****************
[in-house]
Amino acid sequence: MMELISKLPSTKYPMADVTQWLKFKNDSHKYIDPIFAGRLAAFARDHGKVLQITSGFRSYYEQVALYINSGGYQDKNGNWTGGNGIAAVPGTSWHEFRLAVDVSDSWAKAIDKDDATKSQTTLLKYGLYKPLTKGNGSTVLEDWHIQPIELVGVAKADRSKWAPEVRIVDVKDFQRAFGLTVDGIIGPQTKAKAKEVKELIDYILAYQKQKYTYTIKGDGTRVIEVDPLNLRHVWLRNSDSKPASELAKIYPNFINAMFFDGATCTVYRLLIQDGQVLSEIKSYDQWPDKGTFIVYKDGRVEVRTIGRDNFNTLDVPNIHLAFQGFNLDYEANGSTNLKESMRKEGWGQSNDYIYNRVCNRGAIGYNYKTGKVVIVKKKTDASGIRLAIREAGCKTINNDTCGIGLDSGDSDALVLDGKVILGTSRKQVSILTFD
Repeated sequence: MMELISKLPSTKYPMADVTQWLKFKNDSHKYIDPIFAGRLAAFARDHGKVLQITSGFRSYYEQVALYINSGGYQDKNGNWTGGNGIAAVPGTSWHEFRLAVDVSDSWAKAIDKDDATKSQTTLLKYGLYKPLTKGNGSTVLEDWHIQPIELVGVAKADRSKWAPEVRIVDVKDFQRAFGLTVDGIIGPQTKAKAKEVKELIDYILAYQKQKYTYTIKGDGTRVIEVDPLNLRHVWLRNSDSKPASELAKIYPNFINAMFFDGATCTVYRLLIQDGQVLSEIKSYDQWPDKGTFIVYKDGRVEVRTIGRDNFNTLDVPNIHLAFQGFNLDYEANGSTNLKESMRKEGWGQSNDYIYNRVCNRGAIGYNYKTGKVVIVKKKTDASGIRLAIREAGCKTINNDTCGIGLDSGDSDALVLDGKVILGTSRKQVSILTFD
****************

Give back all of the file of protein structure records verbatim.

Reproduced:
[in-house]
Amino acid sequence: MMELISKLPSTKYPMADVTQWLKFKNDSHKYIDPIFAGRLAAFARDHGKVLQITSGFRSYYEQVALYINSGGYQDKNGNWTGGNGIAAVPGTSWHEFRLAVDVSDSWAKAIDKDDATKSQTTLLKYGLYKPLTKGNGSTVLEDWHIQPIELVGVAKADRSKWAPEVRIVDVKDFQRAFGLTVDGIIGPQTKAKAKEVKELIDYILAYQKQKYTYTIKGDGTRVIEVDPLNLRHVWLRNSDSKPASELAKIYPNFINAMFFDGATCTVYRLLIQDGQVLSEIKSYDQWPDKGTFIVYKDGRVEVRTIGRDNFNTLDVPNIHLAFQGFNLDYEANGSTNLKESMRKEGWGQSNDYIYNRVCNRGAIGYNYKTGKVVIVKKKTDASGIRLAIREAGCKTINNDTCGIGLDSGDSDALVLDGKVILGTSRKQVSILTFD
Repeated sequence: MMELISKLPSTKYPMADVTQWLKFKNDSHKYIDPIFAGRLAAFARDHGKVLQITSGFRSYYEQVALYINSGGYQDKNGNWTGGNGIAAVPGTSWHEFRLAVDVSDSWAKAIDKDDATKSQTTLLKYGLYKPLTKGNGSTVLEDWHIQPIELVGVAKADRSKWAPEVRIVDVKDFQRAFGLTVDGIIGPQTKAKAKEVKELIDYILAYQKQKYTYTIKGDGTRVIEVDPLNLRHVWLRNSDSKPASELAKIYPNFINAMFFDGATCTVYRLLIQDGQVLSEIKSYDQWPDKGTFIVYKDGRVEVRTIGRDNFNTLDVPNIHLAFQGFNLDYEANGSTNLKESMRKEGWGQSNDYIYNRVCNRGAIGYNYKTGKVVIVKKKTDASGIRLAIREAGCKTINNDTCGIGLDSGDSDALVLDGKVILGTSRKQVSILTFD